Ruben Mauricio grew up in one of the roughest neighborhoods in San Antonio. After losing his father at age 5, he was trained by his stepfather to sell drugs at the age of 14 as a way to help his family make ends meet. He was kicked out of high school at age 17 and was incarcerated in his mid-20’s.

During a stint in solitary confinement, he wrote a letter to his mom explaining how things went from bad to worse. He then began his recovery by enrolling in the Prison Entrepreneurship Program (PEP) to learn about how to build a business and restore relationships with his family.

Upon release from the Texas prison system, Ruben became a diesel mechanic in the Permian Basin oil fields of West Texas. His entrepreneurial instincts fired up when he was servicing chemical treater and delivery trucks and noticed that the dealers and repair shops in Odessa and Midland were filled with repairs averaging $1,000 to tow the trucks, where they would be parked for 45 days.  

Ruben founded RPM Diesel Service as a mobile solution to avoid these costly delays. His company repairs trucks on site in an average of three hours. RPM earned $1.9 million in revenue in its first year of operation with a 33% profit margin. Those results were reported by Ruben on the stage of the George W. Bush Presidential Center where he won the inaugural PEP Shark Tank administered by Commonwealth.

As the event ended, a board member of Stanford University’s Hispanic entrepreneurs program came up to Ruben and invited him to join their next cohort. That would have been an inspiring close to the story but the next chapter did not fit the Hollywood script. Ruben sought a bank loan for a second truck and was denied because of his felony conviction. In today’s banking world, a criminal record carries more weight than a robust P/L and a fancy pitch competition victory at a presidential library.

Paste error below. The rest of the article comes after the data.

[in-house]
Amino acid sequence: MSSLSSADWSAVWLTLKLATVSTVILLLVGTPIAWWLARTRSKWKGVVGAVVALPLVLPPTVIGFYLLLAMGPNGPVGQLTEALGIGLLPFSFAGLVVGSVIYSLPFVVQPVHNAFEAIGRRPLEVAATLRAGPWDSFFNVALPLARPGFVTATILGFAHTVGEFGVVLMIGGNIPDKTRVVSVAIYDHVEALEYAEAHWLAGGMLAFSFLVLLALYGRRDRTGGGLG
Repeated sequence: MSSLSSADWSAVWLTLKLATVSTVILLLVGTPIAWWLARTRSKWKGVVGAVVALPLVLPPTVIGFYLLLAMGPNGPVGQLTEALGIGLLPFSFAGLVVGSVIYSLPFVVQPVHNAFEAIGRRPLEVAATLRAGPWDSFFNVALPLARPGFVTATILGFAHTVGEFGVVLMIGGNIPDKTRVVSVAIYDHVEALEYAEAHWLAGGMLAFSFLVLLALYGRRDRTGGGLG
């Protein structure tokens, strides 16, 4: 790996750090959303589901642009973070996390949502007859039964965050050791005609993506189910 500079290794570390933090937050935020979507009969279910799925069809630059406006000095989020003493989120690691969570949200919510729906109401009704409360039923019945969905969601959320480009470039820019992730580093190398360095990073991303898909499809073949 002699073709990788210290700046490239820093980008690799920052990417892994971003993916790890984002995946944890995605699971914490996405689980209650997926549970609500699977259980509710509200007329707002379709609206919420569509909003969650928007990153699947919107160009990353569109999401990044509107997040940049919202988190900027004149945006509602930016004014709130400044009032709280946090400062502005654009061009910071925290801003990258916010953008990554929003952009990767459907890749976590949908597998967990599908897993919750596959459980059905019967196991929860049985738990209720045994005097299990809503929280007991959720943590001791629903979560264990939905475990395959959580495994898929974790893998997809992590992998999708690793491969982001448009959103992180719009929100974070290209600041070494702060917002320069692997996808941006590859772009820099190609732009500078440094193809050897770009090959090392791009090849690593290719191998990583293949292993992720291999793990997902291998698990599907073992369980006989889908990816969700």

In response, PEP established Entre Capital as a Community Development Financial Institution (CDFI) aimed at second chance entrepreneurs—notably, you must have a past felony conviction in addition to sound economics to quality for an Entre loan.

President George W. Bush and Harvard business professors Arthur Brooks and Michael Porter are among the nation’s leaders who have identified the Prison Entrepreneurship Program as a leading second chance solution in America. Professor Porter’s Initiative for a Competitive Inner City (ICIC) reported that “(PEP) ex-felons who start their own businesses create an annual economic impact of $122.5 million across the state of Texas.” This success story is compounded when you consider there is an estimated $4 million annual savings to taxpayers given PEP’s dramatically reduced recidivism rates compared the national average. The ICIC chart at right depicts other key findings.

While lauding these results, the ICIC team also challenged PEP to bolster their services as an entrepreneurial support organization. PEP took the task seriously and hired Commonwealth and its think tank partner, Sagamore Institute, to help design a post-release strategy that would highlight the hundreds of graduates who have built businesses, raise capital to invest in those ready to grow and provide training for those needing capacity building.

View our Game Day Program from our 2017 "How to Rescue and Restore America's Forgotten Youth" event.

Read "To Rescue and Restore" from The Quiet Revolution